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Metals We Recycle

How do we know what type of metal we have?

You can start by applying a magnet to your metal. If it sticks, you have a ferrous metal like carbon steel or cast iron. If it doesn’t, you have a more valuable non-ferrous metal. Some examples of those are copper, aluminum, brass, stainless steel, and bronze. These are the most sought-after metals by companies like Smart Recycling.

After the magnet test, you can look at color, texture, and consistency—along with some other simple guidelines—to determine the type of metal you have. As always, if you’re not sure which metal you’re dealing with, give us a call, and we’ll help you figure it out.

To help you along, here’s a list of the metals we buy and sell, along with a brief description of each type:


About 41 million tons of aluminum are produced each year and used in cars, airplanes, cans, and just about any industrial application. It’s durable, highly conductive, lightweight, and reflective. Good news for consumers and businesses alike, it is the most abundant metal in the earth. It’s non-ferrous and non-magnetic.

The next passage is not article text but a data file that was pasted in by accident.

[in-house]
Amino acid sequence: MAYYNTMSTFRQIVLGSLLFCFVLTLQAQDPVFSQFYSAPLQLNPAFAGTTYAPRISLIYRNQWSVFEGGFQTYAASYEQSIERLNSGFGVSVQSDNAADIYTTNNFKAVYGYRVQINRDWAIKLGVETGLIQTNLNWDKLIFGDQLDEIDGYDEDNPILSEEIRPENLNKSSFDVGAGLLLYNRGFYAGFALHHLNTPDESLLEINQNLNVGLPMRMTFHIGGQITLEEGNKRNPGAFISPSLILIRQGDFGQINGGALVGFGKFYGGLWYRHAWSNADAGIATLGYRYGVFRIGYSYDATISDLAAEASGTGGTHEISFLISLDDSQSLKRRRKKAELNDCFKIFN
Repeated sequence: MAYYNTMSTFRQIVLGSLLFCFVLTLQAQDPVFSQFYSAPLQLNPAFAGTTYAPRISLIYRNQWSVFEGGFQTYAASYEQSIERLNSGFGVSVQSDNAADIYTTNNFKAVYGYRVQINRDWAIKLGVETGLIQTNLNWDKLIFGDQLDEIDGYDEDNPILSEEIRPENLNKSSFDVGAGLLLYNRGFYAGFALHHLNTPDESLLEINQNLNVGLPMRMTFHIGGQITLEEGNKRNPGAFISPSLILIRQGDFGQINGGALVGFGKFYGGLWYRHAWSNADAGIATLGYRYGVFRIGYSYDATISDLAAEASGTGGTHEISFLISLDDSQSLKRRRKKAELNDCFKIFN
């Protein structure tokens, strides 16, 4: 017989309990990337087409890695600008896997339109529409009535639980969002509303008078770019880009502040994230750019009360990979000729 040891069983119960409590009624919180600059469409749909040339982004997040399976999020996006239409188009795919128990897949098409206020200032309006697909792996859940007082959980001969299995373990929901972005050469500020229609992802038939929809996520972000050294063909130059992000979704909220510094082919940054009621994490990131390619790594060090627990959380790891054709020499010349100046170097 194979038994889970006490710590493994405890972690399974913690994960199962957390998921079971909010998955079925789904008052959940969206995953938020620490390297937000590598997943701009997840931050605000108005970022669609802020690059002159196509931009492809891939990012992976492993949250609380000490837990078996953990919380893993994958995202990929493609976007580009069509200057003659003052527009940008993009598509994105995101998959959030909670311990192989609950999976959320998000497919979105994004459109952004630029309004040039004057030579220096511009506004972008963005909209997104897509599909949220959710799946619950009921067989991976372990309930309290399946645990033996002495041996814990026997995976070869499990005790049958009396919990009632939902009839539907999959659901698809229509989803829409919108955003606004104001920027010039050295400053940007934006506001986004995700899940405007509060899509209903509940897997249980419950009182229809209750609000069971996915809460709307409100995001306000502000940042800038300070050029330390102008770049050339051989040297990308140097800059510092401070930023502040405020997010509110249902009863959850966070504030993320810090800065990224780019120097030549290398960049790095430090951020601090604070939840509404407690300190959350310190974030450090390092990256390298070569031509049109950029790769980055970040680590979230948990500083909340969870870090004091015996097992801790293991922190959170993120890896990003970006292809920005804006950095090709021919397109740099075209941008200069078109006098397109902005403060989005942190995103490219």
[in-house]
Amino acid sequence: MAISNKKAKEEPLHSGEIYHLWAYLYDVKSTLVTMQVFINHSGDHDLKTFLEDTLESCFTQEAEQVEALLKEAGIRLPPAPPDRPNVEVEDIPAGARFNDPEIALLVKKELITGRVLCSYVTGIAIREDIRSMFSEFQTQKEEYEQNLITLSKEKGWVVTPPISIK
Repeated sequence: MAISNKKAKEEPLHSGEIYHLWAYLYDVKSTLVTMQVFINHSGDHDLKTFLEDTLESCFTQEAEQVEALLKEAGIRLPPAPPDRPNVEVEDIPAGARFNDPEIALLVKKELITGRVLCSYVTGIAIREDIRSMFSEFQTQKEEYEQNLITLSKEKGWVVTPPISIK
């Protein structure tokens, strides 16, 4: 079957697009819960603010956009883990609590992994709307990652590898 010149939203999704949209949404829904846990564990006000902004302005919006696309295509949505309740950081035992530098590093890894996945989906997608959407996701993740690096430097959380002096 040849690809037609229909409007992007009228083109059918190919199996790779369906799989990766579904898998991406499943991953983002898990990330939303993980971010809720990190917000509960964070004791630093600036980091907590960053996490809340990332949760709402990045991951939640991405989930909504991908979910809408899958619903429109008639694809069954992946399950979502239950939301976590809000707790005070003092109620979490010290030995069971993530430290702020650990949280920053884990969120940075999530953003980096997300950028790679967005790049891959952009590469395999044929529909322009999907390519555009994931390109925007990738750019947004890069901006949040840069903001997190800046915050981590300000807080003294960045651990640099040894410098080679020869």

Brass is an alloy made up of mostly copper and zinc, whose proportions are adjusted to yield different kinds of brass. Among its variety of uses are pipes, tubing, musical instruments, bullet casings, and all kinds of decorative items.

Brass has a few different looks: It can have a bright gold or reddish-gold color, depending on the percentage of copper that was used. It can also appear silvery-white when more zinc has been added. Like aluminum, it is non-magnetic.


Copper is usually easy to identify by its red color that can oxidize to a green patina, making it very pleasing to the eye. It’s an excellent conductor of electricity (second only to silver in conductivity), so it’s often found in insulated wire. Copper is a weak metal, so it’s not good for structural applications. But it is hard to break, which makes it perfect for piping and tubing.